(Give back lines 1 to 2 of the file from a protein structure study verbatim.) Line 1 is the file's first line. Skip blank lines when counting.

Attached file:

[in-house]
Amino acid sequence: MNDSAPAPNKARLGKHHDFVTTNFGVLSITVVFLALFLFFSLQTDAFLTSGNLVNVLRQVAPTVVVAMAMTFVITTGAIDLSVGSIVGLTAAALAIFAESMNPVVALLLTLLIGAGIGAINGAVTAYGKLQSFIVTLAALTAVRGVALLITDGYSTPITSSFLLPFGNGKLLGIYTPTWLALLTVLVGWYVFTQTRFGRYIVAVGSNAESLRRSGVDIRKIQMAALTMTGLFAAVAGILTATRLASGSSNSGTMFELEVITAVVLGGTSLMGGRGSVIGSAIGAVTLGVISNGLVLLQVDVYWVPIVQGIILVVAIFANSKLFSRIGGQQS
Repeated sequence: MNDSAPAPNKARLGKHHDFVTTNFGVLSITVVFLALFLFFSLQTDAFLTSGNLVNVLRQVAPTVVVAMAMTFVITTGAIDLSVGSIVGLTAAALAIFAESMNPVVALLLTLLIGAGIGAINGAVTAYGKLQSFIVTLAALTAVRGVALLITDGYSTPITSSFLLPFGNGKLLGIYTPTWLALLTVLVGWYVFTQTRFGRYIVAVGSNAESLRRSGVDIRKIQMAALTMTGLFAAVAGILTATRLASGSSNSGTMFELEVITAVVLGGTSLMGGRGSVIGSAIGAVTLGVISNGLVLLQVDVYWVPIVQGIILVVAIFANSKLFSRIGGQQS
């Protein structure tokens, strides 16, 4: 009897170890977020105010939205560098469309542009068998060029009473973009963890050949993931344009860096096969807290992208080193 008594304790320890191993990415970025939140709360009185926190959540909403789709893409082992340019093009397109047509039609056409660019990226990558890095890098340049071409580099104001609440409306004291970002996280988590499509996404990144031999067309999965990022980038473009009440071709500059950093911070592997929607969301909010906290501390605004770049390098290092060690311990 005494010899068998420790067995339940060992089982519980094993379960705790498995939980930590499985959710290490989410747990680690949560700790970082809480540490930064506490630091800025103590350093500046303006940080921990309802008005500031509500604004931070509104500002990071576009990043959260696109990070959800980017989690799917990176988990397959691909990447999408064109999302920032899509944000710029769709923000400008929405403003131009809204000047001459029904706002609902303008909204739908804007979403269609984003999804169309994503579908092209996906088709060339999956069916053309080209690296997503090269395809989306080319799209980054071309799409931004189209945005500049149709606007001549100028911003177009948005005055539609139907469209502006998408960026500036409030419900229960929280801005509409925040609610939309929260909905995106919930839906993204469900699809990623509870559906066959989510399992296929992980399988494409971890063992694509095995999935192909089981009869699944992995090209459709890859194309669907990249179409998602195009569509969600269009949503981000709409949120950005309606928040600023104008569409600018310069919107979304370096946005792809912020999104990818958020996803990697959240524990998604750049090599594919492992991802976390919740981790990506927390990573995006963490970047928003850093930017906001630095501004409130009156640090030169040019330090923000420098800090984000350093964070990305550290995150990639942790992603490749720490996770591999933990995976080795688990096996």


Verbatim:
[in-house]
Amino acid sequence: MNDSAPAPNKARLGKHHDFVTTNFGVLSITVVFLALFLFFSLQTDAFLTSGNLVNVLRQVAPTVVVAMAMTFVITTGAIDLSVGSIVGLTAAALAIFAESMNPVVALLLTLLIGAGIGAINGAVTAYGKLQSFIVTLAALTAVRGVALLITDGYSTPITSSFLLPFGNGKLLGIYTPTWLALLTVLVGWYVFTQTRFGRYIVAVGSNAESLRRSGVDIRKIQMAALTMTGLFAAVAGILTATRLASGSSNSGTMFELEVITAVVLGGTSLMGGRGSVIGSAIGAVTLGVISNGLVLLQVDVYWVPIVQGIILVVAIFANSKLFSRIGGQQS